Atom Platform No Longer Standard

It used to be that when you bought a netbook you were guaranteed that the processor would be on the Intel Atom platform. This was until AMD and its Fusion APU technology made a big impression and gained industry-wide respect. Not only are AMD APUs speedier than Intel Atom but they bring better graphic rendering not to mention battery efficiency. Another defining feature is that you are likely to find AMD netbooks with high capacity (3GB to 4GB) internal memory. Good examples of AMD APU netbooks are the HP dm1z and the Lenovo Ideapad S205.

Intel has not sat on its laurels in the face of the AMD onslaught with Atom processors now in the fourth generation. The most recent offerings of this reinvention are the 1.83GHz Intel Atom N475 and the 1.6GHz Intel Atom N455 netbooks. Both come with a single-core processor as well as DDR3 RAM support. There are also a few Intel based netbooks with dual-core technology which are touted to have a 20% boost over and above what you get with the single-core alternatives. Best of all, this improved performance does not come at the expense of lower battery life.

 

Factors to Consider in Netbook

The standard netbook battery is a 30Wh 3-cell unit though it seems the trend is gradually shifting to 6-cell battery units. From verifiable laboratory tests, it has been shown that the 3-cell batteries will give you between 2 and 3 hours of battery life after a single charge. The higher capacity batteries are however guaranteed to last anywhere between 7 to 10 hours of continuous usage. In short, the most suitable battery option will depend on your normal daily schedule and access to power for recharging. Office types will find the lower capacity batteries fitting while students and those usually on constant travel will do much better with the higher capacity batteries. When it comes to hard disks, you have a choice between solid-state drives (SSDs) and the more conventional spinning hard disks. It is generally true that the spinning hard disk drives are more affordable in terms of dollars per GB of capacity with options starting from 250 GB and higher. The SSD drives on the other hand are much costlier though they enjoy such advantages as being more durable and have faster data transfer rates.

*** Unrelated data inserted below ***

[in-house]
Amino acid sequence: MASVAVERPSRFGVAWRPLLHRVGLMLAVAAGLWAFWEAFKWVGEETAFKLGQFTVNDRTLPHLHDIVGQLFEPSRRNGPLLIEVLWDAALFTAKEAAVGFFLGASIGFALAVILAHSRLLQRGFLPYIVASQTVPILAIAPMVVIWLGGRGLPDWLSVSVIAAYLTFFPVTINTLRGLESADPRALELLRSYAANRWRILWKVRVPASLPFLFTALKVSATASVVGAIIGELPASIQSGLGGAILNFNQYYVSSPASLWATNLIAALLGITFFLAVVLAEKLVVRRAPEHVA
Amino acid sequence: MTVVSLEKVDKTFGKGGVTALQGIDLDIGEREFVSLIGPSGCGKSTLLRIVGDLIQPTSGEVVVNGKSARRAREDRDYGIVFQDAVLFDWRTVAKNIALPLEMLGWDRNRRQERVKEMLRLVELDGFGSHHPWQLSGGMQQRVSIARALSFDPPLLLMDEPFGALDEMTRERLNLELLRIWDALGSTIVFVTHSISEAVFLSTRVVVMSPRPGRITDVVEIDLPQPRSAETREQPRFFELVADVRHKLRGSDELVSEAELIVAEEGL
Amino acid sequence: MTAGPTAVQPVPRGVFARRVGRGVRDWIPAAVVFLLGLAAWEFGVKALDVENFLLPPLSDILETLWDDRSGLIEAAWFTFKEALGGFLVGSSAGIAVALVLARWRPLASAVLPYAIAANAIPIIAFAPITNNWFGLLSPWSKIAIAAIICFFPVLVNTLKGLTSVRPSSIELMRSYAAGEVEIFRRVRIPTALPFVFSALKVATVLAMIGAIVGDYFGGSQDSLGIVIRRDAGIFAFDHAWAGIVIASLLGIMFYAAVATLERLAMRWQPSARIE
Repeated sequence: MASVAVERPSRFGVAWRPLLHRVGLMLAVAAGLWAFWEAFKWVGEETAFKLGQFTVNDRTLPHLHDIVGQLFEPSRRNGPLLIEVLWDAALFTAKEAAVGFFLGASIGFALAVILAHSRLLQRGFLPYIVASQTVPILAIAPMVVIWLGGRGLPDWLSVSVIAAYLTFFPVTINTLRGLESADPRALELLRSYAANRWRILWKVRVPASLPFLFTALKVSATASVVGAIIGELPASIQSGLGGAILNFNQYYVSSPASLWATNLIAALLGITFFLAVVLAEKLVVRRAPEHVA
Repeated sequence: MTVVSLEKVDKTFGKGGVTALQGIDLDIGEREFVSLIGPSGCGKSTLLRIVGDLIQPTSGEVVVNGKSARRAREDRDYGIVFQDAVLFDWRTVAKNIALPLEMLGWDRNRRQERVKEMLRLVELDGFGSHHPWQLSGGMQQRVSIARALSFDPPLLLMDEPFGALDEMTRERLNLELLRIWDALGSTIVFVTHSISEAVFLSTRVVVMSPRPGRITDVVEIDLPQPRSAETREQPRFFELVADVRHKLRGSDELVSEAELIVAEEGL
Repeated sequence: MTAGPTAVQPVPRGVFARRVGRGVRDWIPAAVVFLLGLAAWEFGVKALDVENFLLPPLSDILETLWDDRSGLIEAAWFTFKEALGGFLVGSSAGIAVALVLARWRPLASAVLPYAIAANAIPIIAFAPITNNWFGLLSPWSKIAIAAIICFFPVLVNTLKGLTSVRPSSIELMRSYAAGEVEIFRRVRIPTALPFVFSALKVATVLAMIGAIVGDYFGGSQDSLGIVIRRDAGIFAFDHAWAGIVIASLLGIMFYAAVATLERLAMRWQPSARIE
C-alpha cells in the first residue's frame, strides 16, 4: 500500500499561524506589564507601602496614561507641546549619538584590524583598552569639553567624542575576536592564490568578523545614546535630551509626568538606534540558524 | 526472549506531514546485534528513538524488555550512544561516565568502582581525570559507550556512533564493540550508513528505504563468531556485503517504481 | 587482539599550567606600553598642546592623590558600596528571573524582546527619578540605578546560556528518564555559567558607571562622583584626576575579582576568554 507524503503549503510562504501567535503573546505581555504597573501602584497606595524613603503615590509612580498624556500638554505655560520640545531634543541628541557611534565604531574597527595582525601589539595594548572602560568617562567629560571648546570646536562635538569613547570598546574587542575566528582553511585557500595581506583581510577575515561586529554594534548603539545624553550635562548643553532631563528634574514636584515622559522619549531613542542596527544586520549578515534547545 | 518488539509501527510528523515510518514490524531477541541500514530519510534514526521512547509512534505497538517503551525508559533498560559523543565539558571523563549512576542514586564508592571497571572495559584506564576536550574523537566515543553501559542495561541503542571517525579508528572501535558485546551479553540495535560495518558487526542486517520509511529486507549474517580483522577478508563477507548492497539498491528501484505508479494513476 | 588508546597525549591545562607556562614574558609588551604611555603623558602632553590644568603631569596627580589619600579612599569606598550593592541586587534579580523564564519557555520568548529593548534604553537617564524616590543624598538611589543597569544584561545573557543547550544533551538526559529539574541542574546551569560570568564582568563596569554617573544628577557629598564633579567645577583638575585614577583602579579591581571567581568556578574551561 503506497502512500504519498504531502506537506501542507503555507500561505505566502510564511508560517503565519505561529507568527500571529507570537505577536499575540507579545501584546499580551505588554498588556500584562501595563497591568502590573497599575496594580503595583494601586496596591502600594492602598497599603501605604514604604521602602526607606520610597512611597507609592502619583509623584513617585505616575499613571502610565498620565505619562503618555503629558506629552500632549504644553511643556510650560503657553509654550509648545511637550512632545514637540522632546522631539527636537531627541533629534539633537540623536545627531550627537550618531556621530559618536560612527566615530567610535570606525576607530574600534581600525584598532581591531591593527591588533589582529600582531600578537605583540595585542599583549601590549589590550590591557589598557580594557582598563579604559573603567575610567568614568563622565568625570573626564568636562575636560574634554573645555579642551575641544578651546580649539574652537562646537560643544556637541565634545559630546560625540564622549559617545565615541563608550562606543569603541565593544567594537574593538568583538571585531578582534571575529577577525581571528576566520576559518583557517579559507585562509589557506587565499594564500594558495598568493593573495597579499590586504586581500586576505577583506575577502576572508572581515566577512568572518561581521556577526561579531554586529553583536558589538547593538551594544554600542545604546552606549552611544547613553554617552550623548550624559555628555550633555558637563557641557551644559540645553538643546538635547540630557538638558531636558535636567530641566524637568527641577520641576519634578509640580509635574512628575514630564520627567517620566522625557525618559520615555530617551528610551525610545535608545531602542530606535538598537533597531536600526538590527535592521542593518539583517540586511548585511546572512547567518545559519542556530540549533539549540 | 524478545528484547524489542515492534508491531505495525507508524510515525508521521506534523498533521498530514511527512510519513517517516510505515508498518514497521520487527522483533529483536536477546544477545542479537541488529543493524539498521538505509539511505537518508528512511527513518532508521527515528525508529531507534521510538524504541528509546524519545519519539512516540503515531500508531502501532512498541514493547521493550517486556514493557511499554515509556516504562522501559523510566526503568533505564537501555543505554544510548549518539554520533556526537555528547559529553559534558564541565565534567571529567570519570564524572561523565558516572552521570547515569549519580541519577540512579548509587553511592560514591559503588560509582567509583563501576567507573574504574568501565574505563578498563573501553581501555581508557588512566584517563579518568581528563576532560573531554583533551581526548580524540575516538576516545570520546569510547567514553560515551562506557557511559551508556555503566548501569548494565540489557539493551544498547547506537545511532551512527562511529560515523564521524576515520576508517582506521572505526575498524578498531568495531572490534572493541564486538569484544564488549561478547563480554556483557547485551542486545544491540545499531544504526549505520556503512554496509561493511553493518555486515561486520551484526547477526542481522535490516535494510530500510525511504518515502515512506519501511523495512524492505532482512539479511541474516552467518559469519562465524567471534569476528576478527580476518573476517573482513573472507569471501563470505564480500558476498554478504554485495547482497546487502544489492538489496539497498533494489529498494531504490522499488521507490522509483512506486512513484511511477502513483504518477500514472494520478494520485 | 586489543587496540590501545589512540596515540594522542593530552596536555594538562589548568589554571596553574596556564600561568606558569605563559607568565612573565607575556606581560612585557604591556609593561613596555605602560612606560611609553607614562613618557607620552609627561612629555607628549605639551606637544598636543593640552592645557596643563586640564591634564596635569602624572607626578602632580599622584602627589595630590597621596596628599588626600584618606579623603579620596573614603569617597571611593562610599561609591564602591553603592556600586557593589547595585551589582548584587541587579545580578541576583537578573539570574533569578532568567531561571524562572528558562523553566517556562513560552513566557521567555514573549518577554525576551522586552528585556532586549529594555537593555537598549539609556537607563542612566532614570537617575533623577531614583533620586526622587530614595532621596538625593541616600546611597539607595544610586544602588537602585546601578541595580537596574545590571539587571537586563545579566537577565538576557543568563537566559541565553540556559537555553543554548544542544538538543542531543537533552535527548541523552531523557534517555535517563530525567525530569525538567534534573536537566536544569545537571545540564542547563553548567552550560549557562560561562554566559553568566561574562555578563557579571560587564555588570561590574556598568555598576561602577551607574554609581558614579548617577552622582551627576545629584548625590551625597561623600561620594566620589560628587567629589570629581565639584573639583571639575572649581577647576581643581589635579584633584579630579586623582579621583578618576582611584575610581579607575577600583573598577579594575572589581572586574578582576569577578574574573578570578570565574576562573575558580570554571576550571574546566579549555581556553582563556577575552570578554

What A Netbook can Do

Despite their innocuous small sizes, netbooks do pack plenty of capability. They are more than devices for surfing the net and basic office applications. They are very good platforms for fancy photo editing applications for example. With minimal inconvenience, they will also perform pretty complex video editing with programs like Adobe Premiere Elements 9 or Windows Media Encoder 11. They are also handy when it comes to managing and playing large MP3 music collections and will also stream videos from online video sharing sites like DailyMotion and YouTube without so much as a fuss.

With many of the netbooks in the market commanding price tags ranging from $300 to $500, they are good enough status symbols. For instance, the sleek looks of the aluminum framed HP 5103 place it in a class of its own. Another fashionable netbook is the Toshiba NB305-N600 with its lively textures and colors. Admittedly, the jury is still out on whether netbooks are here for the long haul in face of the onslaught mounted by tablet computers and the reinvention of full-feature laptops. However demand for netbooks remains healthy. Moreover, the variety available in the market will continue attracting the attention of buyers interested in a device with the functionality of a laptop without having to pay through the nose for it.